Insurance carriers on movies become apoplectic when actors insist on doing their own stunts. However, they’re willing to pay the price when they don’t want to lose the star, and the star wants to be a stunt man. Or woman. Before we start on stunt driving, let’s look at two actors who did stunts based on martial arts training. Jackie Chan has remarked that over time he has broken every bone in his body. His orthopedic surgeons must love him — he paid for several vacation houses. Chuck Norris is also famous for no cutaways in his action scenes. He’s a former undefeated karate champion and would still be pretty scary at 72.
Chan and Norris are famous for martial arts. But what about stunt driving in films? Dwayne Johnson once discussed working closely with Rick Seaman for the role in the movie “Faster.” He referred to driving 80 to 90 miles per hour in city traffic. The clip Johnson brought along showed him driving a Chevelle (his favorite stunt car) at high speed. In reverse.
Rick Seaman has been a stunt man since 1973 in movies such as The Other Guys, The Bucket List, Dukes of Hazzard, After the Sunset, and Catch Me If You Can, as well as the documentary Behind the Action: Stuntmen in the Movies. He runs the Rick Seaman Stunt Driving School, where Dwayne Johnson learned how to get it done. Dwayne Johnson was asked how he perfected the frightening scowl he’s famous for. His answer was “watching Clint Eastwood movies.” Think about it — that’s exactly how you could learn it.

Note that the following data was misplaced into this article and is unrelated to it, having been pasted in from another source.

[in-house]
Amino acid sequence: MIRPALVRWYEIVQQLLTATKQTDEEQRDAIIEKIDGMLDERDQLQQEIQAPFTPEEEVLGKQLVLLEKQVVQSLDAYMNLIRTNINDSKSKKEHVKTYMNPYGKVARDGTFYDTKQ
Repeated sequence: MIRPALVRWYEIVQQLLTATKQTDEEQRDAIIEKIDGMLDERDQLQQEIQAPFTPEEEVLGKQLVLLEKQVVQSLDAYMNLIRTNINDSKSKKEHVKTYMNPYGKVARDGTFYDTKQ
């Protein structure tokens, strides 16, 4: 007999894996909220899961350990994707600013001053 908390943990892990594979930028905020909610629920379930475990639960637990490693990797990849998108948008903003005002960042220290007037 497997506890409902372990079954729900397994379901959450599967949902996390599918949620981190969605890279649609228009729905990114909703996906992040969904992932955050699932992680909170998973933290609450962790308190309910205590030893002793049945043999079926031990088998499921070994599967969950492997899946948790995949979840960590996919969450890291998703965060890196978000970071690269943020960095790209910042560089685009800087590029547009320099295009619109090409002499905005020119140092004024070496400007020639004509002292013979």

Aspiring stunt drivers also know the name of Jeremy Fry, who has won two World Stunt Awards for The Bourne Ultimatum and Pirates of the Caribbean: Dead Man’s Chest. Other credits include Get Smart, Don’t Fearless Nadia Mess with the Zohan, Indiana Jones and the Kingdom of the Crystal Skull and National Treasure: Book of Secrets. Fry is also a stunt double and stunt coordinator. He’s even consulted on TV’s Fear Factor.
How do you learn stunt driving? You can spend a half day with the IFPDI course, riding with an experienced stun driver. Then learn about the vehicle. Classroom instruction is available, teaching you braking and heart-pounding slides. But more learning takes place in the car rather than in the classroom. One instructor teaches a maximum of four students in the pro-stunts course. How will you look on camera? Why not prove to yourself that you have nerves of steel?